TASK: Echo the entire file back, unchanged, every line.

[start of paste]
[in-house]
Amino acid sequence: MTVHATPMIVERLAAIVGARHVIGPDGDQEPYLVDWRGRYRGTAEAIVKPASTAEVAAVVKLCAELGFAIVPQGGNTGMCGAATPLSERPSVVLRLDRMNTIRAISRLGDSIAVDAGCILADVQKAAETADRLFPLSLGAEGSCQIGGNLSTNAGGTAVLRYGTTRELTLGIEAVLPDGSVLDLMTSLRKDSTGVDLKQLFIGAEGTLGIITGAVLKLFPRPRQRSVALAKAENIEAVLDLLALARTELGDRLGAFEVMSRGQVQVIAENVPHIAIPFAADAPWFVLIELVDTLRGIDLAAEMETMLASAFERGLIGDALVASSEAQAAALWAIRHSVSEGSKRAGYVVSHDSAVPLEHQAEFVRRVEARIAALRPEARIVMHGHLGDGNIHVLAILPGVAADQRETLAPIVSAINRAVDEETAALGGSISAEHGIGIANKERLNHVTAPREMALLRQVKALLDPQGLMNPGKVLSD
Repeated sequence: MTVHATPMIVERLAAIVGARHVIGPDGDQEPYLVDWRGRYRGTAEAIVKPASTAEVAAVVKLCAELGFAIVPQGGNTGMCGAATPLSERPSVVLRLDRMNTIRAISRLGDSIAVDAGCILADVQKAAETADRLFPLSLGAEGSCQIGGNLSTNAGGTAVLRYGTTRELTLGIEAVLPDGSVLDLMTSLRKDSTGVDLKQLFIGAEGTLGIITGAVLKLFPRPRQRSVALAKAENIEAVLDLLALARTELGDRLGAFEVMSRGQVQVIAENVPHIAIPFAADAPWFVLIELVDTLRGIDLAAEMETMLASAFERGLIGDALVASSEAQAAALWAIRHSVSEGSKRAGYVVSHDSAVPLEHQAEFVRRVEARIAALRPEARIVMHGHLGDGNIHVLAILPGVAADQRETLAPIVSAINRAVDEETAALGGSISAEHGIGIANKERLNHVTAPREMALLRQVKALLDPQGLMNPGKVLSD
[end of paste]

[in-house]
Amino acid sequence: MTVHATPMIVERLAAIVGARHVIGPDGDQEPYLVDWRGRYRGTAEAIVKPASTAEVAAVVKLCAELGFAIVPQGGNTGMCGAATPLSERPSVVLRLDRMNTIRAISRLGDSIAVDAGCILADVQKAAETADRLFPLSLGAEGSCQIGGNLSTNAGGTAVLRYGTTRELTLGIEAVLPDGSVLDLMTSLRKDSTGVDLKQLFIGAEGTLGIITGAVLKLFPRPRQRSVALAKAENIEAVLDLLALARTELGDRLGAFEVMSRGQVQVIAENVPHIAIPFAADAPWFVLIELVDTLRGIDLAAEMETMLASAFERGLIGDALVASSEAQAAALWAIRHSVSEGSKRAGYVVSHDSAVPLEHQAEFVRRVEARIAALRPEARIVMHGHLGDGNIHVLAILPGVAADQRETLAPIVSAINRAVDEETAALGGSISAEHGIGIANKERLNHVTAPREMALLRQVKALLDPQGLMNPGKVLSD
Repeated sequence: MTVHATPMIVERLAAIVGARHVIGPDGDQEPYLVDWRGRYRGTAEAIVKPASTAEVAAVVKLCAELGFAIVPQGGNTGMCGAATPLSERPSVVLRLDRMNTIRAISRLGDSIAVDAGCILADVQKAAETADRLFPLSLGAEGSCQIGGNLSTNAGGTAVLRYGTTRELTLGIEAVLPDGSVLDLMTSLRKDSTGVDLKQLFIGAEGTLGIITGAVLKLFPRPRQRSVALAKAENIEAVLDLLALARTELGDRLGAFEVMSRGQVQVIAENVPHIAIPFAADAPWFVLIELVDTLRGIDLAAEMETMLASAFERGLIGDALVASSEAQAAALWAIRHSVSEGSKRAGYVVSHDSAVPLEHQAEFVRRVEARIAALRPEARIVMHGHLGDGNIHVLAILPGVAADQRETLAPIVSAINRAVDEETAALGGSISAEHGIGIANKERLNHVTAPREMALLRQVKALLDPQGLMNPGKVLSD